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BRANCHVILLE - State officials plan to invest more than $1.5 million at the Branchville Correctional Facility next year, increasing nighttime lighting and adding an electrified fence that will deliver a stunning jolt to prevent escapes. The state also plans to continue efforts at promoting industrial-based vocational programs for offenders by converting an underused warehouse to work space.
Gil Peters, superintendent of the medium-security facility that houses more than 1,300 male offenders, announced next year's planned improvements at the Dec. 17 meeting at the county courthouse with members of the correctional facility's community-advisory board. Peters said the new security measures don't necessarily mean more dangerous offenders will be coming to the facility and said Branchville will retain its Level 2 designation on the state's five-level security classification.
The electrified fence, which will deliver up to 5,000 volts at low amperage, creates an intimidating deterrent to any offenders plotting an escape. The new fence will be placed on the inside of the existing metal fences and deliver an electrical shock similar to hand-held stun devices used by some police officers. "It's not going to be a lethal fence like some institutions have or are talking about installing," Peters said.
The new fence, which carries a price tag of more than $200,000, will include surveillance cameras that instantly focus on areas of the fence that have been triggered. The video footage could be used as evidence in a trial.
New fencing will also extend around a large 26,000-square-foot warehouse currently outside the main perimeter of fencing. Peters said the building is currently underused and will be used for offender programs. The warehouse had been considered for a possible minimum-security Level 1 center for offenders. However, that idea raised concerns from residents of the area who worried offenders might walk away.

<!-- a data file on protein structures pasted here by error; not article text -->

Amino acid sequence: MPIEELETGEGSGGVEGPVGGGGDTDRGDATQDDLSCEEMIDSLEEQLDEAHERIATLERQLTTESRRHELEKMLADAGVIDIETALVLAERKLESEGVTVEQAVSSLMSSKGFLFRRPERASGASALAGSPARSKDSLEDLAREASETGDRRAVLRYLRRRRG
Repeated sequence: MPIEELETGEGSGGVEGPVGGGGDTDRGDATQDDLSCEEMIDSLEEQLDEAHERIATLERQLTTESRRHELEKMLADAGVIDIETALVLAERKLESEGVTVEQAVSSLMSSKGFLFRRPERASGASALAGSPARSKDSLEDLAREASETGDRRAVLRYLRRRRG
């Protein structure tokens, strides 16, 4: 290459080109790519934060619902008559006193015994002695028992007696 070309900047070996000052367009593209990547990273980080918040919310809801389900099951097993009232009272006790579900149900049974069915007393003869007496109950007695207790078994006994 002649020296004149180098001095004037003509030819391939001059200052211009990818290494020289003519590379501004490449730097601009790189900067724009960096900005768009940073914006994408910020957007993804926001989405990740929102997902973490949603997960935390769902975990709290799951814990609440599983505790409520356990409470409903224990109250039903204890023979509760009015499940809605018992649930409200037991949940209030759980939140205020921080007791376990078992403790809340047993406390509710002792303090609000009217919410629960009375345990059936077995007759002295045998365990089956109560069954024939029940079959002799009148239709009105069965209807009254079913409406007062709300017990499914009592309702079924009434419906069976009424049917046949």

Vocational-industrial programs have become an important part of the offerings for offenders
In addition to the fence, state officials plan to increase lighting around the facility to allow more nighttime programs. The high-power units will "light the place up," Peter said.
State leaders plan to demolish the existing offender services building, which Peters said is about the oldest structure at the facility. The building will be replaced with a new one. Discussions on when demolition will start, and if the new building will be constructed before or after the old one is torn down, are still under way, Peters said.
Overriding goals of the correctional facility include community safety and promoting a strong work ethic among offenders, Peters said. With the exception of general-education programs that help offenders obtain the equivalents of high-school diplomas, offenders taking college classes and other self-improvement programs will do so in evenings, not during the day, freeing up time during the day for work.
The changes could allow more offenders with outside clearance to join work crews that provide a variety of services in the community, Peters said. Approximately 200 men are cleared for crews, which pick up litter along highways, help out at state parks and even help during Tell City's Schweizer Fest.
Some offenders with outside clearance have been unavailable during the school year because of classes. With those programs now held in evenings, more offenders may be available to help in the community.